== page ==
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4 Ways Jasmine Curtis-Smith Is Creating A Life And Success On Her Own Terms

She worked hard to get to where she is, and she's stronger because of it.
4 Ways Jasmine Curtis-Smith Is Creating A Life And Success On Her Own Terms

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Eight years ago, Jasmine Curtis-Smith was simply known as Anne's little sister by the majority. But she has since cemented herself in the entertainment industry as a force to be reckoned with. She has become a voice for millennials as a TV and film actress, published writer, and even as a stage actress. Here are some of our favorite things she's done:

She uses her platform as a celebrity to talk about issues like body shaming.

Jasmine isn't a stranger to public scrutiny. A selfie she posted on Instagram last year garnered a lot of mean comments. Many told her she looked anorexic because of her visible weight loss. Speaking to on body shaming, Jasmine asked, "Do you know what anorexia is? Do you know how serious the condition is to be calling someone anorexic? Do you know the impact of your comments towards those receiving them?" Jasmine made it clear that she does not condone body shaming, especially when it involves putting down those going through serious eating disorders. She recognizes that comments like that help no one, and only make a person feel worse about themselves. And even before that, she owned her stretch marks in her bikini pics and said, "I don't mind my stretch marks. They are part of who I am. No need to cover them up!"

That's just one of the ways Jasmine shows she's particular about self-image. Another way is through her personal style. She shares this work-related experience with Preview: "Someone wanted me to wear a cropped top, a mini skirt, and a pair of boots, and I was like, 'Oh you know what, that's really cute, but it's not me.'" She explains why she's chosen to stick to what she's comfortable with, "At the end of the day, I'm putting my name on the line. This is only to help shape who I am and the image I want to present to people."

She was TV5's "Primetime Princess."

At 17, Jasmine played Bing Morrison, the lead female character in TV5's Ang Utol Kong Hoodlum. Bing is an Australian-Pinay who lives a sheltered life with her parents in Australia. Her dream of exploring the world comes true when her grandfather decides to go back to the Philippines and takes her with him. She meets con-artist Ben Maningding (played by JC de Vera), and although they come from different worlds, they both discover the hardships of life together. This was Jasmine's first project, and she had to be able to deliver a serious and convincing act in this drama series.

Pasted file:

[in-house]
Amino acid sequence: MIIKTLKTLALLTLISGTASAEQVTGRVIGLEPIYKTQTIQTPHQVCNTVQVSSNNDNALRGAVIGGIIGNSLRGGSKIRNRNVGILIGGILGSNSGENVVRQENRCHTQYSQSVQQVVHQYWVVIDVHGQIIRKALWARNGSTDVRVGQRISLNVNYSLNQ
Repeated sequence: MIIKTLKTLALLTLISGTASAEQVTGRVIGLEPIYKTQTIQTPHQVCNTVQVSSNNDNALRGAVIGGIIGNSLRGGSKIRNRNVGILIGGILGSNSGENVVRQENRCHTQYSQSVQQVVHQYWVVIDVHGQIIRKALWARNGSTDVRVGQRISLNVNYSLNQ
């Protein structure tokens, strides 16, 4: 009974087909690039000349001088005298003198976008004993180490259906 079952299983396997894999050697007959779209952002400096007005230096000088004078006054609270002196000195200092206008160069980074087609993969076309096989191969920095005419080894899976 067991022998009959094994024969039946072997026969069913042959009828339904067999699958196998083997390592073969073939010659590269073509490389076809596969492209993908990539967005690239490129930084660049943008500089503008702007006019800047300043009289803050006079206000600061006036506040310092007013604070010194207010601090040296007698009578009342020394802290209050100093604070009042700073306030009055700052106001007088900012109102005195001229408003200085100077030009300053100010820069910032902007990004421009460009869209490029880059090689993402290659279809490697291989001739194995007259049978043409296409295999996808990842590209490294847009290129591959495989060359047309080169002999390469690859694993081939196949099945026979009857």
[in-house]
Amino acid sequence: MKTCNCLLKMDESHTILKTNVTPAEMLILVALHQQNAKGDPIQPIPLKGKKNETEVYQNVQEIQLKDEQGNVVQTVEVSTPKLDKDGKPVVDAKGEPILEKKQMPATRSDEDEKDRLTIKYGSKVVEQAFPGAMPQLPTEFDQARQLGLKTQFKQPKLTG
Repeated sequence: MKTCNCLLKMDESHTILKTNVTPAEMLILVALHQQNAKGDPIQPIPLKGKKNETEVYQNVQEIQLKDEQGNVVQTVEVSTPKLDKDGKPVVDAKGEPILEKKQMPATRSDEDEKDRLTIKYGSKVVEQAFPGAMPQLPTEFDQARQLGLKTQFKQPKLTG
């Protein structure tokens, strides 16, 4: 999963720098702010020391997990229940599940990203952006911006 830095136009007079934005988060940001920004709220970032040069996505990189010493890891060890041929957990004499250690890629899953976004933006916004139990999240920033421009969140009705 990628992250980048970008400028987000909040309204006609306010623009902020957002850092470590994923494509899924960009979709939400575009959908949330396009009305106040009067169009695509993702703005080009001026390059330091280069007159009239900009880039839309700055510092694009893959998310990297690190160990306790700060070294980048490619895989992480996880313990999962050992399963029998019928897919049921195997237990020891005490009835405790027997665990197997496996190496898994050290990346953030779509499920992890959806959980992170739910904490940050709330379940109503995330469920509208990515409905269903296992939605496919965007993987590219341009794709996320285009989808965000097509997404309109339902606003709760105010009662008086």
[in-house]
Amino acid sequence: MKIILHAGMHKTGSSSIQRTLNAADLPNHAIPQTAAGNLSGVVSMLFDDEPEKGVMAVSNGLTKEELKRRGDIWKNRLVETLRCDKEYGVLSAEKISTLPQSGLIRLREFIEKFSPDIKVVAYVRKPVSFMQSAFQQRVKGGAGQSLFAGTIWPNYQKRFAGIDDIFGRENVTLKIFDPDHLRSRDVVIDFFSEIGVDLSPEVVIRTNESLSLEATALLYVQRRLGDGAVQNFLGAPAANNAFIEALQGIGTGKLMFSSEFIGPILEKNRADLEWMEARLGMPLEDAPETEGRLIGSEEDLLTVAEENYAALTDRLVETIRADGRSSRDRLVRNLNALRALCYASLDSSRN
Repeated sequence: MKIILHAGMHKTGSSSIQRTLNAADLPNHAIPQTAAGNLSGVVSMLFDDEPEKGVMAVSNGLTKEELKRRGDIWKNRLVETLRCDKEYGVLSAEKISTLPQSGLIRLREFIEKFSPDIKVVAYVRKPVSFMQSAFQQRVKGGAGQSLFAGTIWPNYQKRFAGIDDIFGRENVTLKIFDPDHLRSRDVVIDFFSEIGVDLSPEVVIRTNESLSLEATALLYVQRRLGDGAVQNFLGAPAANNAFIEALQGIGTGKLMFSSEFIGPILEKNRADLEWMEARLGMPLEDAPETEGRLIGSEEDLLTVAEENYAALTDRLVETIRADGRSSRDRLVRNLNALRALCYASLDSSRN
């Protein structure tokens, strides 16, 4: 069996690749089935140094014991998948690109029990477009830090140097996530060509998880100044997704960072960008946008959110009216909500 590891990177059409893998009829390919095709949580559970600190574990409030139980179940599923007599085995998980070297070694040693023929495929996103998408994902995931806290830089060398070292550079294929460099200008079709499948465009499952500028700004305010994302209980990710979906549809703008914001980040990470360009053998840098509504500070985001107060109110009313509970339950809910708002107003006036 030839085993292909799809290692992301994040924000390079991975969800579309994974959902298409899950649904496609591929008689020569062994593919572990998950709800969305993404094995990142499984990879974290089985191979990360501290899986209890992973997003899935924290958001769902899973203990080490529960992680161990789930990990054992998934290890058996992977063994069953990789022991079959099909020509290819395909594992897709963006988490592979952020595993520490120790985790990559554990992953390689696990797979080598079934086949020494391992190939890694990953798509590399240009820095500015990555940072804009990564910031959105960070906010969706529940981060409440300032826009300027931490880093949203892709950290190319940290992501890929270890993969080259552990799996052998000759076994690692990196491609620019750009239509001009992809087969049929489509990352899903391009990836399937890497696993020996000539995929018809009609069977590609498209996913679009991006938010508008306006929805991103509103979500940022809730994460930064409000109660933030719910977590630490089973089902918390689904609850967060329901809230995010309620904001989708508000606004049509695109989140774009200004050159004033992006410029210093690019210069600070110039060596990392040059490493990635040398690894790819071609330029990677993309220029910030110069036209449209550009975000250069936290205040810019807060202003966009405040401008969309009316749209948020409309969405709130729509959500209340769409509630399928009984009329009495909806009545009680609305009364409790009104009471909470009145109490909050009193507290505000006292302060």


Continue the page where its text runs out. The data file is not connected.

The series was adapted from the top-billing film of the same name, so it was a huge deal for Jasmine to take on such a big role. The show was nominated for an Oustanding Adapted Drama Award at the 2013 Golden TV Screen Awards, and it even won Jasmine an award for Oustanding Breakthrough Performance. Seven years later, she's starred in 10 movies and 16 television shows. 

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She is not afraid to take on challenging roles.

Indie films often have the reputation of tackling issues that can be difficult to stomach, but Jasmine doesn’t shy away from such productions. Loving the creative freedom and the collaboration that come with indie films, Jasmine has taken big roles in works like the role of the daughter of an overseas Filipino worker in Hannah Espia's Transit, and a young artist's assistant who is enamored by her mentor in Miguel Alcazaren's Puti.  

The role that won her the Best Actress accolade at the Cinema One Originals Film Festival was Alex in Sam Lee's Baka Bukas. She played the role of a young gay woman who falls in love with her best friend Jess (played by Louise delos Reyes). It was a challenging but important role for Jasmine to take, considering the importance of LGBT representation in the media, and the discussion that playing the role of a gay woman could spark. 

She's bagged a number of acting awards.

Jasmine has been in the showbiz industry for less than a decade, yet she's already won top awards: Outstanding Breakthrough Performance from the 2013 Golden TV Screen Awards for her role in Ang Utol Kong Hoodlum, Best Actress from the 2016 Cinema One Original Films Awards for her role in Baka Bukas, and Best Supporting Actress from the 9th Cinemalaya Independent Film Festival Awards for her role in Transit.


The road to being your own person isn't easy for anyone, even for actresses like Jasmine Curtis-Smith, and yet she has shown us that discovery and self-awareness can give the clarity and courage we need to pursue our goals and dreams. Her honed talent and openness to challenges have brought her to the success she has achieved to date, and she’s stronger now because of it. She's definitely someone to look to when we need a reminder that being true to ourselves will lead us to success.

Look to Jasmine Curtis as an example to be your own person and achieve your goals, and join the movement to be #StrongerNow with Pantene. Celebrate the modern Filipina by being empowered enough to overcome challenges and find fulfillment. 

To learn more about Pantene's #StrongerNow Campaign, follow them on Facebook

This article was created by Summit Storylabs in partnership with Pantene.